Fairness Doctrine or Freedom Doctrine?
Moves are afoot among liberals to revive the defunct “Fairness Doctrine.” That was a regulation issued by the Federal Communications Commission which required broadcast licensees to present “both sides” of controversial issues, and present them in what the FCC deemed to be an honest, equal and balanced manner. It has since been repealed by the FCC, and aspects of it have been questioned by the courts. It should be left to rest in peace.
The Fairness Doctrine took root in what sounds, at least, like a benevolent principle: that in a democracy, the electorate should be able to hear all sides of an issue. The Doctrine got a boost — indeed it hit its high water mark — in a 1969 Supreme Court case called Red Lion Broadcasting v. FCC, in which the Court upheld it against a First Amendment challenge. The Court understood that a regulation like the Fairness Doctrine would be constitutionally problematic if applied to newspapers, but held that radio stations could be regulated in this way because of the scarcity of public broadcast spectrums.
In the 1980’s, however, the FCC itself came to doubt both the need for and the constitutional viability of the Doctrine, and abolished in it 1987. Two attempts to reinstate it as a federal statutory requirement were vetoed, one by President Reagan and the last by President George H. W. Bush.
The FCC’s decision to end the Doctrine was correct, both on constitutional and practical grounds. If the First Amendment means anything, surely it means that the government cannot set itself up as the arbiter of what counts as a “controversial issue,” much less of when a private broadcaster is presenting that issue in an “honest, equal and balanced” manner. As First Amendment guardian Nat Hentoff has put it, “Imagine if Tom Paine had had to give equal time to the royal governor’s opposing views.”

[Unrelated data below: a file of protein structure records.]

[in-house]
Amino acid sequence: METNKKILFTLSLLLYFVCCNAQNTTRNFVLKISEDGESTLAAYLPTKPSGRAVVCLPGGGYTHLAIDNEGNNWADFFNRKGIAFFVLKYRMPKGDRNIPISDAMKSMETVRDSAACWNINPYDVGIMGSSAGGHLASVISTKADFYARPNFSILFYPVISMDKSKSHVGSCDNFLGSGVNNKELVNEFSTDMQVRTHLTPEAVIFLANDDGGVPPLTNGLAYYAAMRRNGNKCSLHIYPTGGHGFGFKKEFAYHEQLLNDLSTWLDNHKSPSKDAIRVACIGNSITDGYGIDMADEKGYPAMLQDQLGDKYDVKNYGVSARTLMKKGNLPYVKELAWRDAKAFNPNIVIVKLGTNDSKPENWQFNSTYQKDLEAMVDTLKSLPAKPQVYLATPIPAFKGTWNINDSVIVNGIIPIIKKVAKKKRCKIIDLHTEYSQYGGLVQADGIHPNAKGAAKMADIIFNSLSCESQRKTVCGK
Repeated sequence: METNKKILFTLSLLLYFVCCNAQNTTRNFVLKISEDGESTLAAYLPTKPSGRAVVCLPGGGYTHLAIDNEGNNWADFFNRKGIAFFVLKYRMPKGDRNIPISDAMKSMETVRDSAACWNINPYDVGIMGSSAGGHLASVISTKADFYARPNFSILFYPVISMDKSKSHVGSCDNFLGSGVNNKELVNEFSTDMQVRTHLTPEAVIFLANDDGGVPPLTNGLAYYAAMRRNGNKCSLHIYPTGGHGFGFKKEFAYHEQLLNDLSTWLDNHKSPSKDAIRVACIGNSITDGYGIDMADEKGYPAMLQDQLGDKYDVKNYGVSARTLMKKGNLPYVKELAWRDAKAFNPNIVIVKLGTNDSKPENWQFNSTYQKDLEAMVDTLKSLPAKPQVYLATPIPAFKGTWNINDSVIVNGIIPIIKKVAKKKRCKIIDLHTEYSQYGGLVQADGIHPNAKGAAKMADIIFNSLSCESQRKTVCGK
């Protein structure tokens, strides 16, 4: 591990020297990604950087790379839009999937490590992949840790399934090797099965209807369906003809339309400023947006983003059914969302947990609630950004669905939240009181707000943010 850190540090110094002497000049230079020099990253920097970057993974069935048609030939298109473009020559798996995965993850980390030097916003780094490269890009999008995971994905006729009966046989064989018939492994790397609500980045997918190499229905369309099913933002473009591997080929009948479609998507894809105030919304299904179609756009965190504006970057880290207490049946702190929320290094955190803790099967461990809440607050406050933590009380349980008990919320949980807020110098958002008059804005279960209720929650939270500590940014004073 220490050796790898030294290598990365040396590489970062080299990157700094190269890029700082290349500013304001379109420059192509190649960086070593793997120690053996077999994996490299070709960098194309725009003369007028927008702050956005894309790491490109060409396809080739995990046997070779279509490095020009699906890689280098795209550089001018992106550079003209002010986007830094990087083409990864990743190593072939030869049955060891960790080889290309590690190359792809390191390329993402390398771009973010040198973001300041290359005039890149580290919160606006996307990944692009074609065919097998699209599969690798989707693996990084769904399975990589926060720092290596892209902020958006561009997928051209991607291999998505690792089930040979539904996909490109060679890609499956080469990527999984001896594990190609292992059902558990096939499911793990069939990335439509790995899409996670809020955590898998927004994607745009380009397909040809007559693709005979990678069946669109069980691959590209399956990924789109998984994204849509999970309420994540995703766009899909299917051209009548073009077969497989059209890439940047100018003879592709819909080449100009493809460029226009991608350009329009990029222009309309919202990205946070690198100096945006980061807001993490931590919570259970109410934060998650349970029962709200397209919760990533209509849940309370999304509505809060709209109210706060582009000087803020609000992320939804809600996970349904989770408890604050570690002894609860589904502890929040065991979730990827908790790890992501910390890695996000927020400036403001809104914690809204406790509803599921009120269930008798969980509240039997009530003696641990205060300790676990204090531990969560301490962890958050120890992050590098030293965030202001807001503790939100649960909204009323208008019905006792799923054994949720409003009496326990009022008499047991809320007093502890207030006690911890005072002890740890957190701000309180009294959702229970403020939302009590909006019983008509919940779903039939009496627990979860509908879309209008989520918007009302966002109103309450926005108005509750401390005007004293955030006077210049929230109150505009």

As a practical matter, Red Lion‘s “scarcity” rationale has vanished. Scarcity of broadband width may have been a problem 38 years ago, but since the advent of the internet age, 38 years might as well be 38,000 years. In 1969, the average television received perhaps four or five channels, and no one even dreamed of sitting at his personal computer and being able to access dozens if not hundreds of websites arguing pro and con on every conceivable issue. If there were ever a scarcity-based rationale for the Fairness Doctrine, it has long since disappeared into cyberspace.
Mr. Hentoff put his finger on the real reason those on the Left want to bring back the Fairness Doctrine: “They bridle at the high ratings of Rush Limbaugh, Bill O’Reilly, Sean Hannity and other conservative broadcasters who currently have more public favor than the comparatively fewer liberal commentators.” Unable to make a go of it with their own talk radio formats — formats like the recently bankrupt Air America outlet in New York City, which apparently couldn’t even attract a decent audience in the biggest media market in the country — liberals now want to dragoon conservative broadcasters to provide a cost-free soapbox for them. Wouldn’t it be better for liberals to obtain an audience, not by having the government coerce their opponents into providing it for them, but by the old-fashioned method: Earn it.
Twenty years ago, the FCC understood that there’s something better than the Fairness Doctrine. Let’s call it the Freedom Doctrine. The Freedom Doctrine was good enough for Tom Payne, and it’s good enough for us.